As a child growing up in segregated Richmond, Virginia, Arthur’s physical stature did little to indicate his future career as a professional athlete. "Skinny as a straw," Arthur derived countless hours of pleasure reading and listening to music with his mother, Mattie. He also showed a surprising flair for tennis from the first time he picked up a racquet. At the age of six, Mattie passed away suddenly. Though heartbroken, Arthur’s memory of his beloved mother was a source of inspiration throughout his life.
Upon graduation from high school, Arthur was good enough to earn a tennis scholarship to UCLA. It was at UCLA that Arthur earned recognition for his tennis abilities on a national level, culminating with an individual and team NCAA championship in 1965. He was also growing as a person as well, graduating in 1966 with a BA in Business Administration.
Ashe was selected in 1963 to represent the United States in Davis Cup play, an honor in which he took great pride. In doing so, he also became the first African-American to be selected to play for the United States team. In actuality, Arthur Ashe was a trailblazer for African-American males in tennis every time he succeeded on the court, in much the same fashion as Althea Gibson had for African-American females some 10 years earlier. The relevancy of these accomplishments was not lost on Ashe. His determination to succeed despite being an outcast in a historically white sport was put to an even greater test in 1969.
In a year (1969) when he was basking in the international fame he had gained the previous year after winning the US Open and playing a key role on the United States winning Davis Cup team, two separate issues came to the forefront and helped shape Arthur the activist, a role he never ran from throughout his life if he believed in the cause. At a time when tennis’ popularity was growing by leaps and bounds, the amount of prize money being offered to the players, the "drawing cards," was lagging disproportionately behind. Ashe and several other players formed in 1969, what later became known as the ATP (Association of Tennis Professionals). It is from this small and visionary beginning that today's top players enjoy the large sums of prize money for which they compete. Later that year, as the #1-ranked American and one of the best players in the world, Arthur applied for a visa to play in the South African Open, a prestigious event. His visa was denied because of the color of his skin. Though Arthur was well aware that this would probably be the case, he decided to take a bold stand. His call for expulsion from South Africa from the tennis tour and Davis Cup play was quickly supported by numerous prominent individuals and organizations, both in and out of the tennis world. In effect, he raised the world’s awareness to the oppressive form of government (apartheid) of South Africa. Buoyed by Arthur Ashe’s initial efforts, blacks in South Africa slowly but surely began to see change come about in their country.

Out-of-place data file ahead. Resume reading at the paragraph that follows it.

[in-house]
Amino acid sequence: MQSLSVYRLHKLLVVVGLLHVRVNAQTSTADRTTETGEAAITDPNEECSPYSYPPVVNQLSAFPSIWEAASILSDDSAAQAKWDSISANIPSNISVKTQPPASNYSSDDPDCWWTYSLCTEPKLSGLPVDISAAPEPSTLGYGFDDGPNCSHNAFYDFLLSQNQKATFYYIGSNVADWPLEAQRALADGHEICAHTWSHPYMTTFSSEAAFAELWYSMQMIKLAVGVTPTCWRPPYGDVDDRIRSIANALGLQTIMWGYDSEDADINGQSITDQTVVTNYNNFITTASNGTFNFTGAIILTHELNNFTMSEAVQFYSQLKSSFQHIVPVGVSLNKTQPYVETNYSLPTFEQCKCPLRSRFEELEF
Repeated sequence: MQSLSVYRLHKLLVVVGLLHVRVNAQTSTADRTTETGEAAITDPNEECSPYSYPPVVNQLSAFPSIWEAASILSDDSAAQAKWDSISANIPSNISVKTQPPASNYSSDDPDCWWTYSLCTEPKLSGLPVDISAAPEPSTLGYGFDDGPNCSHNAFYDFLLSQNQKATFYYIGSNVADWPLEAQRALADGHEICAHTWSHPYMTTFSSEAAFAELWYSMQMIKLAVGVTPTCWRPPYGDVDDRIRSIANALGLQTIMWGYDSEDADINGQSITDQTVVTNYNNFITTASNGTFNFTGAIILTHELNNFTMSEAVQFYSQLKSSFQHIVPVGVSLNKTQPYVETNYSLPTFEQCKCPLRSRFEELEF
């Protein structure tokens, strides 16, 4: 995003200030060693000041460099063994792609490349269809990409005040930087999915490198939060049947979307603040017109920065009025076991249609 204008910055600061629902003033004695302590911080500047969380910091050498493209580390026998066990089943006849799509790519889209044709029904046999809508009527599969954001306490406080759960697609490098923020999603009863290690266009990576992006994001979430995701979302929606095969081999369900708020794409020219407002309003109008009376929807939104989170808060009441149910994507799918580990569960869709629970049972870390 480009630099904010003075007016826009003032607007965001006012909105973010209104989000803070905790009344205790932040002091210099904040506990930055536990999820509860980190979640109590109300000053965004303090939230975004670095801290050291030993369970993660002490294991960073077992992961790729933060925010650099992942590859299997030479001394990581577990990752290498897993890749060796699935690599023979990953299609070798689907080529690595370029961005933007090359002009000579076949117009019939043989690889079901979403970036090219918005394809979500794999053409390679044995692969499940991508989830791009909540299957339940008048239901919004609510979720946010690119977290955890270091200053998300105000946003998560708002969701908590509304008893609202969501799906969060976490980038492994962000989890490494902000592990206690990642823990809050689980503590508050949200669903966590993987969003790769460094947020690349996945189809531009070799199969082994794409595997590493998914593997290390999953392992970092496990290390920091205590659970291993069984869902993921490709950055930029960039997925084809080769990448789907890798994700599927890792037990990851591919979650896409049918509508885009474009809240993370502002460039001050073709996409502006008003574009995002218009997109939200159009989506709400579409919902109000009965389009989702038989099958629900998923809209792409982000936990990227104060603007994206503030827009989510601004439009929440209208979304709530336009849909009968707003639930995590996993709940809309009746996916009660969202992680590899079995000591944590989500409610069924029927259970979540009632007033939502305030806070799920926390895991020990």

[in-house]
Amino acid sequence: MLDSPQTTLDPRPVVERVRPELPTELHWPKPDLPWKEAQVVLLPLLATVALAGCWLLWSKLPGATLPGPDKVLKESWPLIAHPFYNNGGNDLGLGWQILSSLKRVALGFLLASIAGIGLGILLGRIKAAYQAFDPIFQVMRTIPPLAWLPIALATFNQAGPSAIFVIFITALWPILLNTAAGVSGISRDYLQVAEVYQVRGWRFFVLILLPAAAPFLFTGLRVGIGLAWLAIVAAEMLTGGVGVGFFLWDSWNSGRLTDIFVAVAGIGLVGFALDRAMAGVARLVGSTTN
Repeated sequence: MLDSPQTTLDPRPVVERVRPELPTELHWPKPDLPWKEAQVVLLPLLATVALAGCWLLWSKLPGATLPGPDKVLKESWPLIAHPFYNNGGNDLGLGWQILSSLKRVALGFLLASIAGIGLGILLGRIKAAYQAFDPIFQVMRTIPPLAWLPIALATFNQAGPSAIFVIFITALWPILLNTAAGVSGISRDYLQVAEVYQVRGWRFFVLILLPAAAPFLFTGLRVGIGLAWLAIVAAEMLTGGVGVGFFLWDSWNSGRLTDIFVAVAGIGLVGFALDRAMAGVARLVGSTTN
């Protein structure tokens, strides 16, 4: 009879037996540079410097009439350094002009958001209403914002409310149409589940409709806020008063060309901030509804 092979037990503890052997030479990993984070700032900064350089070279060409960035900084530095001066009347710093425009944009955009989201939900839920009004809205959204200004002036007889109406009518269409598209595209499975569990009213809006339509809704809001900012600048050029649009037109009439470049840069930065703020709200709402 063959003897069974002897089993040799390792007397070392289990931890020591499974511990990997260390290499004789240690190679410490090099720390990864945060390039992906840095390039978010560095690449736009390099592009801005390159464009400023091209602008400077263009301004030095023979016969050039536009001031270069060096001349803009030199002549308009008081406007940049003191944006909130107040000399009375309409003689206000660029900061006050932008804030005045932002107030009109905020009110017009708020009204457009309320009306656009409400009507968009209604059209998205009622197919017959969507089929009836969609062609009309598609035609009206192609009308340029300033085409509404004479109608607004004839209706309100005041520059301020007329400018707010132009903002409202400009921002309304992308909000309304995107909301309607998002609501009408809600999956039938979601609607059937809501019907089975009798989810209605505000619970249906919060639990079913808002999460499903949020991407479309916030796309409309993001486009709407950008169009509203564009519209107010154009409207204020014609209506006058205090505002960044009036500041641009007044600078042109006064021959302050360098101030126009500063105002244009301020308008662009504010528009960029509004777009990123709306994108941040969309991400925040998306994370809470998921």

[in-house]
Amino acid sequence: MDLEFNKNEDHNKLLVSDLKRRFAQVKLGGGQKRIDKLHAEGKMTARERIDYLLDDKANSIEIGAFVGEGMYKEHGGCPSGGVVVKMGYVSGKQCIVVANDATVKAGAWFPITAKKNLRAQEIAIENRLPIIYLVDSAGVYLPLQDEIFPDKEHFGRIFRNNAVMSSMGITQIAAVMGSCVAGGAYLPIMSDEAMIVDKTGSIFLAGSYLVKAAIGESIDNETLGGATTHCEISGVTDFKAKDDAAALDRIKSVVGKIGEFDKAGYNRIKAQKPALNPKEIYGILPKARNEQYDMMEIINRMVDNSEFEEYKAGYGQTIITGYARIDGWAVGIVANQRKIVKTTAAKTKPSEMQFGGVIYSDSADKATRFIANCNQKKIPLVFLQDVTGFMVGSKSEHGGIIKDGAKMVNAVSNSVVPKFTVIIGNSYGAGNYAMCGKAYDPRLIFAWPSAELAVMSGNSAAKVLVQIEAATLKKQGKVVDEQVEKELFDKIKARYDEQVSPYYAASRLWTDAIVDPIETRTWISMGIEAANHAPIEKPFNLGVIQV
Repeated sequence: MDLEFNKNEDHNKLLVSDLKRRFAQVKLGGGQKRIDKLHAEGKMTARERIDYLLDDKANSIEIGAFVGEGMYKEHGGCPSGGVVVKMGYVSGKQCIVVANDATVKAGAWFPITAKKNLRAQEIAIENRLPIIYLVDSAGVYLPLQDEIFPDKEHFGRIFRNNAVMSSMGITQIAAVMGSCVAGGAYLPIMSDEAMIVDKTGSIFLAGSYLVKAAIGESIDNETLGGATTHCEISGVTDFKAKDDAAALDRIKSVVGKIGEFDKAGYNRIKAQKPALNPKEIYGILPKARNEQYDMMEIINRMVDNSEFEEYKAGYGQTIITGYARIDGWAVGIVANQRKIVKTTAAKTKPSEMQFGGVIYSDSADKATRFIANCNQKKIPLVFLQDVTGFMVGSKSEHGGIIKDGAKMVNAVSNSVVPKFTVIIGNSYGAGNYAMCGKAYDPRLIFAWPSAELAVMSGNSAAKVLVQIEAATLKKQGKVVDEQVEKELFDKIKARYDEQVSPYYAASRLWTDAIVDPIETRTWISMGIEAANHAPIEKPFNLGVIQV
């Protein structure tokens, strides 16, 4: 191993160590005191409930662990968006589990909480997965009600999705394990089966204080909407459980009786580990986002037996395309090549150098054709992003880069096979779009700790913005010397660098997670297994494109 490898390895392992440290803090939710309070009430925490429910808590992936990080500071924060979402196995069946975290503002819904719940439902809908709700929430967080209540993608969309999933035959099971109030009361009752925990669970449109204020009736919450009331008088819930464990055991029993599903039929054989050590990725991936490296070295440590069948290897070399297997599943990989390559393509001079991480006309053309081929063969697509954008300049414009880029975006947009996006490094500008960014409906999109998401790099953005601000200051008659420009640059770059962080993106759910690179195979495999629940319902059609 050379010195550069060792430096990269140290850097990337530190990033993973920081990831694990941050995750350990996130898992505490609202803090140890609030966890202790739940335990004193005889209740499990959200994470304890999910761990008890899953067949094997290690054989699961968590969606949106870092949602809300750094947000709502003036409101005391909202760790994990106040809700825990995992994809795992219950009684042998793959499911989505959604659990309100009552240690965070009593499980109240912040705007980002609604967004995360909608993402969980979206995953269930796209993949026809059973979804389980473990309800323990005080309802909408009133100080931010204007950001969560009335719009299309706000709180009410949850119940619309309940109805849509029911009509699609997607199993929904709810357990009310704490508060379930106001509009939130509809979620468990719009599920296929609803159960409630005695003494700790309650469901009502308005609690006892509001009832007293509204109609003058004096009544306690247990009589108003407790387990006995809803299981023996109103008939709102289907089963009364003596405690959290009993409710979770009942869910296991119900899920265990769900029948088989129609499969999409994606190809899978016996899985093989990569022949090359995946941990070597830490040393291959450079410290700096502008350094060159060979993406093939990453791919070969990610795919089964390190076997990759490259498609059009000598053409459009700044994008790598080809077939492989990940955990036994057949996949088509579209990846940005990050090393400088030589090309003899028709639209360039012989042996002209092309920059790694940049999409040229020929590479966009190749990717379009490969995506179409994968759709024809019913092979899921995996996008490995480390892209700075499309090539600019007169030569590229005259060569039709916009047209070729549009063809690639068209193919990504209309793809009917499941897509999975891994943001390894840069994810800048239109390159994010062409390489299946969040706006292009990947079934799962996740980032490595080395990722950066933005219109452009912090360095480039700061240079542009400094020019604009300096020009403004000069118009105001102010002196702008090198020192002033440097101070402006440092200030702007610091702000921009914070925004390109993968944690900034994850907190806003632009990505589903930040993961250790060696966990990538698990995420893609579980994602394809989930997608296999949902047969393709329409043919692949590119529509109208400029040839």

As a tennis player, Arthur Ashe was one of the most prominent players of his time; an all-out competitor who rarely beat himself. His legacy, however, will be the positive changes he helped bring about and the causes he championed, both within tennis and in society as a whole. Always at his best he was for many the very definition of tennis, yet tennis never defined Arthur Ashe.
1 | 2 (page 1 of 2)